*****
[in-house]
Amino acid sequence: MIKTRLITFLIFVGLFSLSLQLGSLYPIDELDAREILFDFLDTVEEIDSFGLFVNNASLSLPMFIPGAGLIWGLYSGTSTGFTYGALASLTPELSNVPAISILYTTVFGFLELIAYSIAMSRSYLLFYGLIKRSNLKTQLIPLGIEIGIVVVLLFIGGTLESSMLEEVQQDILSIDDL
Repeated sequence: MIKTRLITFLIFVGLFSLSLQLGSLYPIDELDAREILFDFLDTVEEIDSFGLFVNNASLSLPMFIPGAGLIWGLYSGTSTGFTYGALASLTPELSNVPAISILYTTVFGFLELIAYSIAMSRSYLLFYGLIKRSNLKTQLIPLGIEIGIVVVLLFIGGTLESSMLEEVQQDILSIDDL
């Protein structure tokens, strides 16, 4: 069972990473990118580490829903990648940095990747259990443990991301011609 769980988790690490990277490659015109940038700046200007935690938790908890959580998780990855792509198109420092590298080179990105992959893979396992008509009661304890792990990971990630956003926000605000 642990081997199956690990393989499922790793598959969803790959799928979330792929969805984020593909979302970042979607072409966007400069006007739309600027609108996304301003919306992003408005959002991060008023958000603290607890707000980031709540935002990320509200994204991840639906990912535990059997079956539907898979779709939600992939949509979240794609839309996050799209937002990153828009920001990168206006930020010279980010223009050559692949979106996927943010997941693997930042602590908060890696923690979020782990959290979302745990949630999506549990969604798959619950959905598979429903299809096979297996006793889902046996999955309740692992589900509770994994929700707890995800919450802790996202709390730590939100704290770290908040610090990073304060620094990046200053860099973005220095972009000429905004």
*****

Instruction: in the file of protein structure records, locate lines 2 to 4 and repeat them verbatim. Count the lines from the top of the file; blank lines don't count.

Amino acid sequence: MIKTRLITFLIFVGLFSLSLQLGSLYPIDELDAREILFDFLDTVEEIDSFGLFVNNASLSLPMFIPGAGLIWGLYSGTSTGFTYGALASLTPELSNVPAISILYTTVFGFLELIAYSIAMSRSYLLFYGLIKRSNLKTQLIPLGIEIGIVVVLLFIGGTLESSMLEEVQQDILSIDDL
Repeated sequence: MIKTRLITFLIFVGLFSLSLQLGSLYPIDELDAREILFDFLDTVEEIDSFGLFVNNASLSLPMFIPGAGLIWGLYSGTSTGFTYGALASLTPELSNVPAISILYTTVFGFLELIAYSIAMSRSYLLFYGLIKRSNLKTQLIPLGIEIGIVVVLLFIGGTLESSMLEEVQQDILSIDDL
């Protein structure tokens, strides 16, 4: 069972990473990118580490829903990648940095990747259990443990991301011609 769980988790690490990277490659015109940038700046200007935690938790908890959580998780990855792509198109420092590298080179990105992959893979396992008509009661304890792990990971990630956003926000605000 642990081997199956690990393989499922790793598959969803790959799928979330792929969805984020593909979302970042979607072409966007400069006007739309600027609108996304301003919306992003408005959002991060008023958000603290607890707000980031709540935002990320509200994204991840639906990912535990059997079956539907898979779709939600992939949509979240794609839309996050799209937002990153828009920001990168206006930020010279980010223009050559692949979106996927943010997941693997930042602590908060890696923690979020782990959290979302745990949630999506549990969604798959619950959905598979429903299809096979297996006793889902046996999955309740692992589900509770994994929700707890995800919450802790996202709390730590939100704290770290908040610090990073304060620094990046200053860099973005220095972009000429905004």